Once the devices have been defined by the various steps of masking, etching, doping, oxide formation, etc., it is necessary to form metal interconnects to interconnect the devices with each other and provide a conductive path to external circuitry. Typically, such interconnect formation is preceded by formation of a dielectric material 14 which covers field oxide and all underlying conductive regions such as polysilicon and source/drain regions in order to prevent shorts to the first metal layer. This is referred to as the first interlayer dielectric, which isolates the first metal from underlying polysilicon interconnects. For silicon-based devices, this dielectric material usually comprises silicon dioxide, possibly doped with phosphorus, boron/phosphorus or arsenic, formed by conventional processes to the typical thickness employed in this technology.
Contact holes 16 (i.e., vias) are patterned and etched down to the doped regions and polysilicon gates. Conductive material, typically aluminum, is deposited everywhere, including in the contact holes. The aluminum film is then patterned in such a manner that the appropriate contacts are connected by individual metal traces.
The invention is implemented at the point in the process where the first interlayer dielectric 14 has been deposited and the vertical walled contact holes 16 have been patterned and etched down to the substrate 12 and any polysilicon layers formed thereon (not shown).
In accordance with the invention, a thin layer 18 of titanium is formed in the contact hole 16 to ensure good adhesion and good electrical contact of subsequent layers to underlying doped regions and/or polysilicon. Next, a somewhat thicker layer 20, comprising a barrier material, is formed over the adhesion and contacting layer 18. Finally, a conductive material 22 is deposited conformally to fill the contact hole.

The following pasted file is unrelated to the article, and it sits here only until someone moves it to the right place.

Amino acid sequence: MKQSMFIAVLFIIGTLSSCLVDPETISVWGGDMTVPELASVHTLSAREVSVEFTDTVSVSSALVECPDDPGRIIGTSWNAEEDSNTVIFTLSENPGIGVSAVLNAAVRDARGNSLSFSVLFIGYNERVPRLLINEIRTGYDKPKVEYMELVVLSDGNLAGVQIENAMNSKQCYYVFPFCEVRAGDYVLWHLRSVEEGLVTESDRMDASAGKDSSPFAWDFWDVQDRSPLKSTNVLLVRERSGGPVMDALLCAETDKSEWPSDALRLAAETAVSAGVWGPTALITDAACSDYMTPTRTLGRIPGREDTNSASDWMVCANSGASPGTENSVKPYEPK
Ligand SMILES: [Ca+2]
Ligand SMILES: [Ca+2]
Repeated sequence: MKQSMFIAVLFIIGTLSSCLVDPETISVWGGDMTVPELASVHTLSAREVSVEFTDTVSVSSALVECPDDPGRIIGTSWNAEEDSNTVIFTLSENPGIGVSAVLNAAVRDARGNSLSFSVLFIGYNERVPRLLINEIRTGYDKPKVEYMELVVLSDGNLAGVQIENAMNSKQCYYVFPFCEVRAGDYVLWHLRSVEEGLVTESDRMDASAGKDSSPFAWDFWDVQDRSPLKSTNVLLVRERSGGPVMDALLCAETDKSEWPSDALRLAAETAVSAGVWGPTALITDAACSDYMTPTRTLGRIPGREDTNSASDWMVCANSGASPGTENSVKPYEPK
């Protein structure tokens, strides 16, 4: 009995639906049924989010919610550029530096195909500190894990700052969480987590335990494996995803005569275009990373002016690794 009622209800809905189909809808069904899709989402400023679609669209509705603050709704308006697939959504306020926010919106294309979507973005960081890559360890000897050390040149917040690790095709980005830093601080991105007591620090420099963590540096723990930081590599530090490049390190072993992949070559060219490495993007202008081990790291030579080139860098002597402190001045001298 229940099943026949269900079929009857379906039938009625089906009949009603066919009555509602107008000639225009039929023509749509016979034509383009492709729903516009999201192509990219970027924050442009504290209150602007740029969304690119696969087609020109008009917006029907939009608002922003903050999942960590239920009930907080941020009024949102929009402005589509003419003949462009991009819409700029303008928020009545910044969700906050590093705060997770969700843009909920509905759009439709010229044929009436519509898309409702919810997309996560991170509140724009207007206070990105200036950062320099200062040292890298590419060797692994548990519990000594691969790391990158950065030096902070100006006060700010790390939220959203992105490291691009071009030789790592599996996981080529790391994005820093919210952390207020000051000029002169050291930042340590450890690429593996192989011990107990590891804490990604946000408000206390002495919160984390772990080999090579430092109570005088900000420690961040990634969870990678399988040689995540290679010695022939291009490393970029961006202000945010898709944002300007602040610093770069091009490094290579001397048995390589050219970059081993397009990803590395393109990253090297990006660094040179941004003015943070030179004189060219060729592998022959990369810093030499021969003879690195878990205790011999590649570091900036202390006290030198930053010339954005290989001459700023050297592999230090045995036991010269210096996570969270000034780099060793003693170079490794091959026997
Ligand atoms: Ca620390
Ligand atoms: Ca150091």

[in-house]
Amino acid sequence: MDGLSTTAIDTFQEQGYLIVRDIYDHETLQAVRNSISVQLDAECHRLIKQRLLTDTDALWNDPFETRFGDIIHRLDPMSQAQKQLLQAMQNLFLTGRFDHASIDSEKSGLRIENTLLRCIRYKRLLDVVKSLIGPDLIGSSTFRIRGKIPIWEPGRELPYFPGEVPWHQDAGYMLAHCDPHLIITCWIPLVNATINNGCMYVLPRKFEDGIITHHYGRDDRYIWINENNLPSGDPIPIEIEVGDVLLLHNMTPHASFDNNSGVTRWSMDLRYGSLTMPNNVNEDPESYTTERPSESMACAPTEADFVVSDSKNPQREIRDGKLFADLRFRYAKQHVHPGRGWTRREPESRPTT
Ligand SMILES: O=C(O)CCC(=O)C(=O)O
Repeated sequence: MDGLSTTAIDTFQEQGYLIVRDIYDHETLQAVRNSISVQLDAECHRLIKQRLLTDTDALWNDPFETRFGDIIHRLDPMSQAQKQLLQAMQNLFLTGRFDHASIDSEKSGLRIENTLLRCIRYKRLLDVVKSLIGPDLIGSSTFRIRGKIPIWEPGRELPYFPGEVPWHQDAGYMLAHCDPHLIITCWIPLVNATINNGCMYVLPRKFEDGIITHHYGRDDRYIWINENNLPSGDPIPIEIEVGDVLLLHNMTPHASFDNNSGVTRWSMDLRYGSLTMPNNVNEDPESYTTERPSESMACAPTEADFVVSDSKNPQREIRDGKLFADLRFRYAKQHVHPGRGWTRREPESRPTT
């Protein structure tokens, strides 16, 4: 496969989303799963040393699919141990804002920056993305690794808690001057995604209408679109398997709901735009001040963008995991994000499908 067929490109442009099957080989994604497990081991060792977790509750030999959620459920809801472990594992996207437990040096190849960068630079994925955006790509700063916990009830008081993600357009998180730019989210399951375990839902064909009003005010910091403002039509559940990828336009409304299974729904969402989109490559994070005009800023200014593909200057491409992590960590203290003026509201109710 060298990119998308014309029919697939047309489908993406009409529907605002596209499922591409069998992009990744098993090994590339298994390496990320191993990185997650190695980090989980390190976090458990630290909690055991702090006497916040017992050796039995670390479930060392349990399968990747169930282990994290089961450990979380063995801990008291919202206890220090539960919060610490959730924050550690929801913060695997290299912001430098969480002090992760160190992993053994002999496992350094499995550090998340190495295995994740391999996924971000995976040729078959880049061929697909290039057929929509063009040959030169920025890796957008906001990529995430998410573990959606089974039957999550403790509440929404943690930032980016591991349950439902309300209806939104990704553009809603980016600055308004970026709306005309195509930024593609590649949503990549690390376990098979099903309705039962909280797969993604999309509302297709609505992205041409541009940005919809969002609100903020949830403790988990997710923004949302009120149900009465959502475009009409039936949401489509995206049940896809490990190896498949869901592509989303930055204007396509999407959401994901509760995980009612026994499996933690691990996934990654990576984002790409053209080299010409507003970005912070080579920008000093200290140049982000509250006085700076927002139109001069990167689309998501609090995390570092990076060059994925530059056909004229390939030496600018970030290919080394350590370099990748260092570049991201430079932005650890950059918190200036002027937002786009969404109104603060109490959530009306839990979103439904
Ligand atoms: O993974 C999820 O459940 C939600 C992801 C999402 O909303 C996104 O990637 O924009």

The layer 18 of titanium is on the order of about 100 to 800 Å thick. A thickness of less than about 100 Å will not guarantee adequate coverage at the bottom of the contact holes, while a thickness greater than about 800 Å may consume unacceptable amounts of silicon from the junctions due to titanium silicide formation, which could lead to increased junction leakage current. The layer 18 is conveniently deposited by sputtering from a titanium target in an argon ambient, as is typically the case.
The barrier layer 20 comprises a conductive material which is a diffusion barrier to the typical dopant species (boron and phosphorus) commonly employed in doping silicon. The barrier layer 20 is also a barrier to silicon diffusion.